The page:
I took the time to paint the story above to strike a point that I think was touched on and referenced well in the original post. The story that I told isn’t a unique one. Most long-lineage coal families can trace these stories. When told accurately there is a fair dose of pain and pride. But, from what I’ve seen and heard in the hills of WV in the last 20 years, from younger relatives that still live and work in coal country and those in stereotypical coal communities, the stories are told with all of the same pride, but none of the heartache. The heartache is the factor that allowed the unions to spring up. Democrats of the time always backed the honest hard working blue collar man. So, the coal union groups were an easy horse to ride for Dems. With a strong working class that is well protected and productive in a nation that is rich in minerals needed to stoke steel production into making the US a world leader in industry and manufacturing, it was an easy thing to do.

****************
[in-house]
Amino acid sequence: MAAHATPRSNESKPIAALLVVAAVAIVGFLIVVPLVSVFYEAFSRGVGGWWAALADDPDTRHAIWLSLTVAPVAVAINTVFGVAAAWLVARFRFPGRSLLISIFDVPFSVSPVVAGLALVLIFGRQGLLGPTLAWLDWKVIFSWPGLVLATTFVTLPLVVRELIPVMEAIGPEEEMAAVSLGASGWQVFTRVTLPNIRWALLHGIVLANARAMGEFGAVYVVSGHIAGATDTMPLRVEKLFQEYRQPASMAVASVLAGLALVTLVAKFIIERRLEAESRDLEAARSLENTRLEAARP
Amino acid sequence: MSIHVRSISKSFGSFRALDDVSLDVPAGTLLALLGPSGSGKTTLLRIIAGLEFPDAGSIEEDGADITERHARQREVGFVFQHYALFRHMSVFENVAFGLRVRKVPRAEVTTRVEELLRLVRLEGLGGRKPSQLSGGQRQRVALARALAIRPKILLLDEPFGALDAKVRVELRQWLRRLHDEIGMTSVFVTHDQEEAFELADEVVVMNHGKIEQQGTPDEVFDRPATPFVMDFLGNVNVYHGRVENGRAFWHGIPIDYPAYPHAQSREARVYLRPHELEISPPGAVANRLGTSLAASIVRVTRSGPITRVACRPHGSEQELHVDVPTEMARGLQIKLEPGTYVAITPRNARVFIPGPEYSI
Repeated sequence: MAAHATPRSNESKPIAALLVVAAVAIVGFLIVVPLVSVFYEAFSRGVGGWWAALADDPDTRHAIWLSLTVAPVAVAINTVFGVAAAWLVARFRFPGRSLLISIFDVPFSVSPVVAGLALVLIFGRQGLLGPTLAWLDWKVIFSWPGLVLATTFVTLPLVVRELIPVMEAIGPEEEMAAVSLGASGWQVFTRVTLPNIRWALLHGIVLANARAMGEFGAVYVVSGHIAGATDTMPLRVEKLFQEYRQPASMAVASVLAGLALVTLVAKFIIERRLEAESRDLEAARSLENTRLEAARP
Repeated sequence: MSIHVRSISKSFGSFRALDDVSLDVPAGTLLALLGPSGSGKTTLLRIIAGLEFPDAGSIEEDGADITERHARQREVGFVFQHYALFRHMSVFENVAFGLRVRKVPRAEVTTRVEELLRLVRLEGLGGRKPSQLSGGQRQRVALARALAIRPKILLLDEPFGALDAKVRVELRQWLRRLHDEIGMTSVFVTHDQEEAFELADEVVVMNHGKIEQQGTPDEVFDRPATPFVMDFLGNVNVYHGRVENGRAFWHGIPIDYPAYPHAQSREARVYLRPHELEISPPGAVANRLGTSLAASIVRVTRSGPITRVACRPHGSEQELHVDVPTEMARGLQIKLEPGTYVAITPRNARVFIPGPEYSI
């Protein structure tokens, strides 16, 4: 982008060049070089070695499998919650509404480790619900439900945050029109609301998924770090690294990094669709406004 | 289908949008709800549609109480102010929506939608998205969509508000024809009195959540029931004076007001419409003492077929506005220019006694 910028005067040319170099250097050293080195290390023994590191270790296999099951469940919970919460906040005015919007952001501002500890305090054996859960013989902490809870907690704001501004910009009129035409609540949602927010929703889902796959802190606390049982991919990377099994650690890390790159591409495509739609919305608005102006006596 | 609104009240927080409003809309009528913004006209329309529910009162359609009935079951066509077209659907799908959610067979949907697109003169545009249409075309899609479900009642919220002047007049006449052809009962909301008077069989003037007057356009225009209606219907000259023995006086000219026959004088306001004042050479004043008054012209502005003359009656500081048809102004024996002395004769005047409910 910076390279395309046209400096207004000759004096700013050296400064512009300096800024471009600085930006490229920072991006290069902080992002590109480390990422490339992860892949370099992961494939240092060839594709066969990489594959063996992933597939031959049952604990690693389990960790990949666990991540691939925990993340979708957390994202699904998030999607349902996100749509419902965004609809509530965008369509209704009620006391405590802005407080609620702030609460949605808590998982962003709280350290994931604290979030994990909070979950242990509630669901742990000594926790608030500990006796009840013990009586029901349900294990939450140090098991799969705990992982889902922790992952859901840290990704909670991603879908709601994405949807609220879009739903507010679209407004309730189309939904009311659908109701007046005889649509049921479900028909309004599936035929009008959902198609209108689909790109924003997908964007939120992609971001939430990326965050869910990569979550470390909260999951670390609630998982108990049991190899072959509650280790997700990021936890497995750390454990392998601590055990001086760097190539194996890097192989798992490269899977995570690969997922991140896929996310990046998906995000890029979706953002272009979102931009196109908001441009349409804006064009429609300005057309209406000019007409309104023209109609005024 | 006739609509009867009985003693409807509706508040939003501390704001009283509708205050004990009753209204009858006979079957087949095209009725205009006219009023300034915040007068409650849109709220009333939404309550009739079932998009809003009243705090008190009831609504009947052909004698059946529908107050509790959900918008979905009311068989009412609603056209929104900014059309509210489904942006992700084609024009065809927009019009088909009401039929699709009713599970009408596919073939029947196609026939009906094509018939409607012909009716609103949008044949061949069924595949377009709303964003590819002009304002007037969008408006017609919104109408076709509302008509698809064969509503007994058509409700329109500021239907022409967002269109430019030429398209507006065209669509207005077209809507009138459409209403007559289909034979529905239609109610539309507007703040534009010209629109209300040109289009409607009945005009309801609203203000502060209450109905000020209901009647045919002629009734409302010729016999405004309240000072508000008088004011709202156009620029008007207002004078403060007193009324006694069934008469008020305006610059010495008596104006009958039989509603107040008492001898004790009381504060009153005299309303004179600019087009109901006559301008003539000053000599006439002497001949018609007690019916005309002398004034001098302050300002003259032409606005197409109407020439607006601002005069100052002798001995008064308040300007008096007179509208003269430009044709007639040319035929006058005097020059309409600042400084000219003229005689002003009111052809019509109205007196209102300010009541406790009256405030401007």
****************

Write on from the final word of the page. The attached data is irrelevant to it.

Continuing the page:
As time has gone on things have changed in economy and industry. Unfortunately, the Dems and unions were so successful at backing the laborers of many industrial sectors in the US that they priced labor out of a world market. Why pay US laborers a living wage, or even a minimum wage, when Chinese laborers will do it for next to nothing (relatively and at the time)? This lead to job loss. With job loss came the downturn of the once strong, blue collar middle class. Without a strong horse to back, the Dems needed something new and unaccounted for - the minority populations.

  1. Social Movements of the 1960’s.